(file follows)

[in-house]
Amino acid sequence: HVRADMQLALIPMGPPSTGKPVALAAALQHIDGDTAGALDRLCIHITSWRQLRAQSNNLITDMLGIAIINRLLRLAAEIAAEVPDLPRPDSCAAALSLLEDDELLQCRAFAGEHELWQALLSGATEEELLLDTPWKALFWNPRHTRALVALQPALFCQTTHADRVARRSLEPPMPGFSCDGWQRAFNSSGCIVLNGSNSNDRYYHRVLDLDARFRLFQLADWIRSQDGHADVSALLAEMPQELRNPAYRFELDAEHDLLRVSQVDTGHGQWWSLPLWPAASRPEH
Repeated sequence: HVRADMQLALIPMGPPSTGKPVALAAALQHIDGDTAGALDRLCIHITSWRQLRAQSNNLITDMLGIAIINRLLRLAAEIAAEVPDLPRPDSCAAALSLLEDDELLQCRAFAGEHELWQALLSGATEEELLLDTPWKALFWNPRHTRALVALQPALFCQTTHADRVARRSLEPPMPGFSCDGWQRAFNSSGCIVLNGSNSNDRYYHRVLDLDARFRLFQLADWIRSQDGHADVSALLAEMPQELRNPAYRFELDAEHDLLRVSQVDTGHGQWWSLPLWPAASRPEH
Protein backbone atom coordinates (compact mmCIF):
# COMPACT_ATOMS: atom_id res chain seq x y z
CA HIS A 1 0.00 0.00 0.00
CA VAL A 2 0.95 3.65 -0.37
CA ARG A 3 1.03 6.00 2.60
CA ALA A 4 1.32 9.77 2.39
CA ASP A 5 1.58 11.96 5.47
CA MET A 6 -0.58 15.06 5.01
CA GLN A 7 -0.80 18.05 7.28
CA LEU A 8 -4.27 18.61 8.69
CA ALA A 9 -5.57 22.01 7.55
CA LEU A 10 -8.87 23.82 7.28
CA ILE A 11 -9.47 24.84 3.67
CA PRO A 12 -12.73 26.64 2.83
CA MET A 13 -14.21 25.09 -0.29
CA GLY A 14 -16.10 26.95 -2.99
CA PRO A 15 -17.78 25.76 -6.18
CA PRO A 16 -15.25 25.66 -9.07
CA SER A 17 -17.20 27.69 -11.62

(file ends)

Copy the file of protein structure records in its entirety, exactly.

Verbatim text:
[in-house]
Amino acid sequence: HVRADMQLALIPMGPPSTGKPVALAAALQHIDGDTAGALDRLCIHITSWRQLRAQSNNLITDMLGIAIINRLLRLAAEIAAEVPDLPRPDSCAAALSLLEDDELLQCRAFAGEHELWQALLSGATEEELLLDTPWKALFWNPRHTRALVALQPALFCQTTHADRVARRSLEPPMPGFSCDGWQRAFNSSGCIVLNGSNSNDRYYHRVLDLDARFRLFQLADWIRSQDGHADVSALLAEMPQELRNPAYRFELDAEHDLLRVSQVDTGHGQWWSLPLWPAASRPEH
Repeated sequence: HVRADMQLALIPMGPPSTGKPVALAAALQHIDGDTAGALDRLCIHITSWRQLRAQSNNLITDMLGIAIINRLLRLAAEIAAEVPDLPRPDSCAAALSLLEDDELLQCRAFAGEHELWQALLSGATEEELLLDTPWKALFWNPRHTRALVALQPALFCQTTHADRVARRSLEPPMPGFSCDGWQRAFNSSGCIVLNGSNSNDRYYHRVLDLDARFRLFQLADWIRSQDGHADVSALLAEMPQELRNPAYRFELDAEHDLLRVSQVDTGHGQWWSLPLWPAASRPEH
Protein backbone atom coordinates (compact mmCIF):
# COMPACT_ATOMS: atom_id res chain seq x y z
CA HIS A 1 0.00 0.00 0.00
CA VAL A 2 0.95 3.65 -0.37
CA ARG A 3 1.03 6.00 2.60
CA ALA A 4 1.32 9.77 2.39
CA ASP A 5 1.58 11.96 5.47
CA MET A 6 -0.58 15.06 5.01
CA GLN A 7 -0.80 18.05 7.28
CA LEU A 8 -4.27 18.61 8.69
CA ALA A 9 -5.57 22.01 7.55
CA LEU A 10 -8.87 23.82 7.28
CA ILE A 11 -9.47 24.84 3.67
CA PRO A 12 -12.73 26.64 2.83
CA MET A 13 -14.21 25.09 -0.29
CA GLY A 14 -16.10 26.95 -2.99
CA PRO A 15 -17.78 25.76 -6.18
CA PRO A 16 -15.25 25.66 -9.07
CA SER A 17 -17.20 27.69 -11.62